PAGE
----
Scalped #17

Story by
Art by
R.M. Guera
Colors by
Giulia Brusco
Letters by
Steve Wands
Cover by

"Show, don't tell," is a writer's maxim for a reason: nothing kills drama like turgid exposition. Many contemporary comics still fall into the expository trap, either underestimating the intelligence of the reader or feeling the need to fill the space with important words -- the writer competing with the artist in an attempt to convey meaning.

"Scalped" has consistently been a comic that has used words sparingly, efficiently, and powerfully. "Scalped" #17 carries on that tradition. Jason Aaron allows R.M. Guera to bear much of the story's weight, and he does it with immense skill. Take the opening scene, for example. Six pages, full of great sadness and anger, and yet the protagonist has only two lines of dialogue, total. No caption boxes provide redundant narration. There are no long explanations from the secondary characters. It's just terse dialogue that moves the scene to its climax: the final panel of a dead young boy, a pistol on the ground, and Dashiell Bad Horse standing defiant and dejected.

I don't have the proper unbiased perspective to judge whether or not issue #17 works on its own, out of the context of the "Dead Mothers" arc, out of context of the series as a whole. I've been reading "Scalped" with pleasure since the beginning. But I suspect that even a new reader could jump on board with issue #17 and immediately see what makes this comic so good. It starts with a dead child, lingers on the loss of a mother, establishes the contradictory sides of several characters (the tough Bad Horse breaks down in tears, and the sinister Red Crow shows earnest concern), and ends with blood in a bathtub. A new reader might not know who's who and what's what, but the individual details -- the precise artistry of both Aaron and Guera -- separate this comic from the rest of the Wednesday pack.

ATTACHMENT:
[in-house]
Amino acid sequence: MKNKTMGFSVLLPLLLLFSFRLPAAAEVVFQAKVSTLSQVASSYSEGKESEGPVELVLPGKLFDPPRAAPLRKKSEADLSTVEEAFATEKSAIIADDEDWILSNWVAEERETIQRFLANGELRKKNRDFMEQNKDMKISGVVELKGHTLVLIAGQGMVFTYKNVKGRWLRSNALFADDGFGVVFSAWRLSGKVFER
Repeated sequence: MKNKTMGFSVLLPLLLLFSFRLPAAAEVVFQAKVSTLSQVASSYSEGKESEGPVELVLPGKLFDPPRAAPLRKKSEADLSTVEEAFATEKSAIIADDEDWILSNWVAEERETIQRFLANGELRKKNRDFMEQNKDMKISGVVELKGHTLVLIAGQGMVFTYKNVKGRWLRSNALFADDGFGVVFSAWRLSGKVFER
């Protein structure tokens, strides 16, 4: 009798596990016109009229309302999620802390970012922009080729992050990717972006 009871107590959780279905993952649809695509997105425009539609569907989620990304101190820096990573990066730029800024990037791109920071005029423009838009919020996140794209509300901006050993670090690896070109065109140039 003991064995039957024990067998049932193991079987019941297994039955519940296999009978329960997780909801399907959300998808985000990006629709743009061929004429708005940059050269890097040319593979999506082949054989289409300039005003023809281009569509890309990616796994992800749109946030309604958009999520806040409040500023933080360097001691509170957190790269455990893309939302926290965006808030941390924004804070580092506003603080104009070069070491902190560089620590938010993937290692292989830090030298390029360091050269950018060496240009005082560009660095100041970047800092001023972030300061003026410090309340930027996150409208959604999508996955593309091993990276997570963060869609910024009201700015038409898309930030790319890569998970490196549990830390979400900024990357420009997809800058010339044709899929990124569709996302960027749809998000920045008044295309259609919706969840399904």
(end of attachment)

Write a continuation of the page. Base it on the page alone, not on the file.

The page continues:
It's that precision, those moments which seem both specific and universal, that help make this series so impressive. If it were a typical crime comic, it would start and stop with its central conceit: an undercover FBI agent working inside a corrupt reservation. But that's merely the skeleton of a fully fleshed out world in this series -- a world in which the "evil" Red Crow sincerely mourns the loss of Bad Horse's mother, while the "good" Agent Nitz literally pisses on her grave. A world in which one son is silently zipped up in a body bag while another silently weeps on his mother's front steps. These aren't high-concept characters on a collision course with destiny. They are children, men, and women trying to claw their way through a violent and uncertain future.

"Scalped" is one of the best comics in recent memory, and this beautifully sad conclusion to "Dead Mothers" shows how masterfully Aaron and Guera work together. If you're looking for something more than a typical crime comic, "Scalped" is for you.

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